Monthly Archives: April 2009

‘Tis the Spring of Souls Today

Here is a hymn of John of Damascus (circa 6th century) for Easter:

Come, ye faithful, raise the strain
Of triumphant gladness;
God hath brought His Israel
Into joy from sadness.
‘Tis the spring of souls today:
Christ hath burst His prison
And from three days’ sleep in death
As a sun hath risen.

Now the queen of seasons, bright
with the day of splendor,
with the royal feast of feasts,
comes its joy to render;
comes to glad Jerusalem,
who with true affection
welcomes in unwearied strains
Jesus’ resurrection.

Neither might the gates of death,
nor the tomb’s dark portal,
nor the watchers, nor the seal
hold thee as a mortal:
but today amidst the twelve
thou didst stand, bestowing
that thy peace which evermore
passeth human knowing.

Alleluia now we cry
to our King Immortal,
who triumphant burst the bars
of the tomb’s dark portal;
alleluia, with the Son
God the Father praising;
alleluia yet again
to the Spirit raising.

The Future of Church Music

Carlos Whitaker asked the question on his blog, Ragamuffin Soul,

1. What is the next sound that will dominate Sunday mornings across America?
2. If your church has a “sound”, will you be willing to change or become “that church” whose pipe organ and ties has simply been replaced with an electric guitars and v-necks.

After reading 4 pages of replies – some insightful, some a little misguided – I responded thus:

My hope? My hope is that the practice of church music will return to being congregation-focused rather than musician focused (on a human level – obviously we must be ultimately Trinity-focused). I long for a return to musicians choosing songs, keys, etc. for what serves the congregation best. The best church music is that which supports congregational singing.

Realistically, that’s not going to happen without some fundamental changes. 1) Humility on the part of the musicians. Worship leading tenors (especially) will have to stop “showing off” and die to the idea that them sounding “awesome” is what serves the congregation best. 2) Pastors who are willing to eschew the styles that they hear from the “successful” churches portrayed at conferences for one that is focused on corporate singing. 3) Congregations who come to corporate worship to actually worship corporately, rather than just happen to be individually worshipping while a bunch of other people are doing the same thing.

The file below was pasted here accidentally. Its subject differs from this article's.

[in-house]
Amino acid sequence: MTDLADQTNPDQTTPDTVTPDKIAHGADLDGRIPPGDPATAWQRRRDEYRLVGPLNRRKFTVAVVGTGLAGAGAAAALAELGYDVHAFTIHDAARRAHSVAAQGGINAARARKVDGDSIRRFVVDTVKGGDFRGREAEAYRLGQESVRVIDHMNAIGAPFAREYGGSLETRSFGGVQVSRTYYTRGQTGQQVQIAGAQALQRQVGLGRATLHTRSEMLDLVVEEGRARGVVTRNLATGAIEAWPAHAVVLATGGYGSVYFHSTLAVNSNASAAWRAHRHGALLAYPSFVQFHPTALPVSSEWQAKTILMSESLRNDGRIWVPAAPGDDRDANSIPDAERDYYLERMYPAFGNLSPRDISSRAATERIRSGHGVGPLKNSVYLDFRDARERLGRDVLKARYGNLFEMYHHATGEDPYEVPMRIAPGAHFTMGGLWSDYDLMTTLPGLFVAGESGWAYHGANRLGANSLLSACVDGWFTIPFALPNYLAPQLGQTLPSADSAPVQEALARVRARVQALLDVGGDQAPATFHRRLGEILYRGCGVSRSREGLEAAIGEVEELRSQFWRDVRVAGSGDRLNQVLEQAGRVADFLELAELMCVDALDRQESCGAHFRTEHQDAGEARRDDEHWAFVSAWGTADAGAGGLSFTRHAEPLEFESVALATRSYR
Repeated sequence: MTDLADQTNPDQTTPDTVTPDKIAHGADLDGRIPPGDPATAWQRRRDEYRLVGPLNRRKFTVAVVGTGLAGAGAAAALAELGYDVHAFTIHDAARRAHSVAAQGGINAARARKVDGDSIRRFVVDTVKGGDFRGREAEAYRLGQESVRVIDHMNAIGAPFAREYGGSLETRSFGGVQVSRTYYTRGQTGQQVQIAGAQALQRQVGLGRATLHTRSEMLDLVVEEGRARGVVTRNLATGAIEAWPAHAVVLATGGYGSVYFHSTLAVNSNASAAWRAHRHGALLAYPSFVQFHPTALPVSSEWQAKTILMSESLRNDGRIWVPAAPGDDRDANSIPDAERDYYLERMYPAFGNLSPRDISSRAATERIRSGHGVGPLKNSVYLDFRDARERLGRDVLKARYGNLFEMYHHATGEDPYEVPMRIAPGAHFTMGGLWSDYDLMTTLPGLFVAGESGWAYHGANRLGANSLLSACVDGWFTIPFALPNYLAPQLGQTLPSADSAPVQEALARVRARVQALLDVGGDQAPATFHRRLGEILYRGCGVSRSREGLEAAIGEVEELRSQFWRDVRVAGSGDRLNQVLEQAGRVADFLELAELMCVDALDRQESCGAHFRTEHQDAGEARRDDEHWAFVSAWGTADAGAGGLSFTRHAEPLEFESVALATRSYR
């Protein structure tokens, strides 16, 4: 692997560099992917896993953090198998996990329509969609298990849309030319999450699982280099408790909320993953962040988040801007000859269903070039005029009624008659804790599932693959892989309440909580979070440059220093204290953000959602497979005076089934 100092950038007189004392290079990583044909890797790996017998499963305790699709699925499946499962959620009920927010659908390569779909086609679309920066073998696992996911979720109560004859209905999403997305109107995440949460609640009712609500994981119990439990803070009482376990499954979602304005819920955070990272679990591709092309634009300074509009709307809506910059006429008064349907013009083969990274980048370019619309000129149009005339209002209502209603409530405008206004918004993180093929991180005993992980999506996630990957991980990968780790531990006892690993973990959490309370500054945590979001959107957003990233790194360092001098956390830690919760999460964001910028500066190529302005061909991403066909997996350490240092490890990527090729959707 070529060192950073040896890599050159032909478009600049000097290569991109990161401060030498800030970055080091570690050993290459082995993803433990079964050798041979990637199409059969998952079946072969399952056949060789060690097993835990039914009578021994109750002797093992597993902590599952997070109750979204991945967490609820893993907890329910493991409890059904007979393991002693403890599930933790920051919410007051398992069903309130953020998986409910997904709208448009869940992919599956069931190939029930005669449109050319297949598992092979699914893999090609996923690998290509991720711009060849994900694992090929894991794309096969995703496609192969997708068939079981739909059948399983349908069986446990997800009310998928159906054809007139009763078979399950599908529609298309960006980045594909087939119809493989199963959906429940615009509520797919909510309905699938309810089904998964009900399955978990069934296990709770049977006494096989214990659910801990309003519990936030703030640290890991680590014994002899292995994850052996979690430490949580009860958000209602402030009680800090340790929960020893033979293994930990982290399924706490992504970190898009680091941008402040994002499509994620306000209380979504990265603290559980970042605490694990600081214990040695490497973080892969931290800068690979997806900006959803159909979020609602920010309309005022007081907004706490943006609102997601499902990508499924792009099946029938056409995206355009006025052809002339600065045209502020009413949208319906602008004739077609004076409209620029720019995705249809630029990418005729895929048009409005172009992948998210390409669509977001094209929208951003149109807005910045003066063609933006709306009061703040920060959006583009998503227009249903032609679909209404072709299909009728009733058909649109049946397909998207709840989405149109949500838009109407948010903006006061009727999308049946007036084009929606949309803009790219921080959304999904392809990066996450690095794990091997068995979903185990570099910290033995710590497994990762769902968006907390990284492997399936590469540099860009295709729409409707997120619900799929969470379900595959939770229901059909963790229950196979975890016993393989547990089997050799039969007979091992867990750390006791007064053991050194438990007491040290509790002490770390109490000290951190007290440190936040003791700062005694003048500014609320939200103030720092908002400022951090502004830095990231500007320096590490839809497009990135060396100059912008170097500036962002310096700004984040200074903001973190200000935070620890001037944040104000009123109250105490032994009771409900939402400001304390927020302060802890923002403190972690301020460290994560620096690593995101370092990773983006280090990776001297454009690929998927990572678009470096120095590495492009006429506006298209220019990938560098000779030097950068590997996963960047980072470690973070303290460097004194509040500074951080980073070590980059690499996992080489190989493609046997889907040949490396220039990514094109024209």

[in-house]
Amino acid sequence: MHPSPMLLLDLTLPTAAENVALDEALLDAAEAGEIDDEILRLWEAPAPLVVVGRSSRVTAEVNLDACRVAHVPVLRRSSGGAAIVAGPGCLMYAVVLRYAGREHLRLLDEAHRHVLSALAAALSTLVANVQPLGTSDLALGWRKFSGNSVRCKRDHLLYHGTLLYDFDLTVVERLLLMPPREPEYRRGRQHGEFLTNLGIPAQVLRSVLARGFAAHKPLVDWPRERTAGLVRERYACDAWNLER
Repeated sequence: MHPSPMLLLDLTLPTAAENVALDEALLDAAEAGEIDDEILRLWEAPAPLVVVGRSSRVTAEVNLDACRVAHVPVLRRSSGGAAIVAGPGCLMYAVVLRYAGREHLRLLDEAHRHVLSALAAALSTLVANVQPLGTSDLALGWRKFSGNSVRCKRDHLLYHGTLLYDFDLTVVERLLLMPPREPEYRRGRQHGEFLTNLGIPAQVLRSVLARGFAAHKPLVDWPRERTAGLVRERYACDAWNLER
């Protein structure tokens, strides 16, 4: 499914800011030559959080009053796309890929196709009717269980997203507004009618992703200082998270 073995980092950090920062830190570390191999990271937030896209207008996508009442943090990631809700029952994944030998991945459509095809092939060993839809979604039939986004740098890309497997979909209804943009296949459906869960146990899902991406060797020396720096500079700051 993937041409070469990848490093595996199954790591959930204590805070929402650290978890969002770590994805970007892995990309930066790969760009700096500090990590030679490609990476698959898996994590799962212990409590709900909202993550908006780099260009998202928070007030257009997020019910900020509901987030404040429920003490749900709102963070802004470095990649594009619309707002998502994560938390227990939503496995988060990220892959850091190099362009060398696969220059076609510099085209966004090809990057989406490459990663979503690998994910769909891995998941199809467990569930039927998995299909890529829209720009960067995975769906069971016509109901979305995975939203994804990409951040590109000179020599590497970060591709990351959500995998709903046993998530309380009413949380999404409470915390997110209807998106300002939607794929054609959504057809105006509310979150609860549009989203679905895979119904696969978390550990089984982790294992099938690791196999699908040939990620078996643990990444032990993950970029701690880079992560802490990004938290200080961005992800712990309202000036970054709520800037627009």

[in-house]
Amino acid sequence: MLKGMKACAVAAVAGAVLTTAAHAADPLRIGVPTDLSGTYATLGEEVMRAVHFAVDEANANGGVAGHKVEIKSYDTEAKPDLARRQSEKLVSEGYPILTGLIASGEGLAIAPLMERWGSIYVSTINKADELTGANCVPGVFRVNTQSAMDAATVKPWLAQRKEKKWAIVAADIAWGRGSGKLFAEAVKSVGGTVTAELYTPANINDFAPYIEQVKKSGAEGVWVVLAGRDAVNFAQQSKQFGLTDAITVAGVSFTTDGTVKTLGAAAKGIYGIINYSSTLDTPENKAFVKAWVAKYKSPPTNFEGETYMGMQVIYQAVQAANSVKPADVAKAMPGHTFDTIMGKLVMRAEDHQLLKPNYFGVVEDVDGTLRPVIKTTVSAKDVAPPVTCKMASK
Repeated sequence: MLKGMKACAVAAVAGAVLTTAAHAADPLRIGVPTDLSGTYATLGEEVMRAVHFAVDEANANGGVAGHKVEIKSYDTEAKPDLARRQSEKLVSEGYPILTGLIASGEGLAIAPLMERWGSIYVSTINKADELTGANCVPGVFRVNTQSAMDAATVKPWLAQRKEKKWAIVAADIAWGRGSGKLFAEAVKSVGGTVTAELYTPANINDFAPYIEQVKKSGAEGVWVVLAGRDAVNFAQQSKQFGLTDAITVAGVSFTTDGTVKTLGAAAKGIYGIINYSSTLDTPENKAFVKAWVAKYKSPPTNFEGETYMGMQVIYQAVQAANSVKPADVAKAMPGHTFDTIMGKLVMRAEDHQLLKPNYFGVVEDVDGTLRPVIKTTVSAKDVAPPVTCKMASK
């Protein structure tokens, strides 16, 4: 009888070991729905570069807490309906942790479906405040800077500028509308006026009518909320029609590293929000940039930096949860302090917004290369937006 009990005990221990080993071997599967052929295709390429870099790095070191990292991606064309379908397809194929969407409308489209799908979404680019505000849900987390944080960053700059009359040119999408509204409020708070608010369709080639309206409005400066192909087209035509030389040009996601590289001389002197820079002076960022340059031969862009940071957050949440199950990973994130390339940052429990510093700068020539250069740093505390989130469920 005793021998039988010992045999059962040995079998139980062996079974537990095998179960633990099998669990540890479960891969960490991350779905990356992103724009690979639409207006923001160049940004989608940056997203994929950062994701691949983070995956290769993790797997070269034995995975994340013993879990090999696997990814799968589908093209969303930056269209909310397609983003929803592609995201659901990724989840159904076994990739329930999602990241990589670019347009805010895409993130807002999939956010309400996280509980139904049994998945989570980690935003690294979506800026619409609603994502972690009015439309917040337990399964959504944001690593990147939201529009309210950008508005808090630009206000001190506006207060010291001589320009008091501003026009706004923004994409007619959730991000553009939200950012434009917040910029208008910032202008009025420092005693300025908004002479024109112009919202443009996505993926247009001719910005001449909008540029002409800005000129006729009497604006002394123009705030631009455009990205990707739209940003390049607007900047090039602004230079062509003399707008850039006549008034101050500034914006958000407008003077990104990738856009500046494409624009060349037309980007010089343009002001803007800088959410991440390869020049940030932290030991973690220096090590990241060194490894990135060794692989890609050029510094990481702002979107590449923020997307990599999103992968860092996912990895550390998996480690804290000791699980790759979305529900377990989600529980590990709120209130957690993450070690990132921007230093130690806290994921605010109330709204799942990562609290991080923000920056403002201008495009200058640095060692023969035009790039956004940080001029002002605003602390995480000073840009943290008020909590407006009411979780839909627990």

Is this pitting the modern church against the traditional church? No. The problem exists in all kinds of churches. A tenor worship leader on their own mission in the stratosphere is just as bad as an organist playing a 3-minute obscure introduction to a hymn. The “giant show” mentality exists with having the most kicking band or having the largest, most trained choir in town. The problem largely goes back to the Second Great Awakening (in the US), not to the mid-’80s.

As long as we see worship as a production and the congregation as an audience, we’ll stay sick.

So is my head completely in the clouds? Am I a cultural dinosaur? Probably.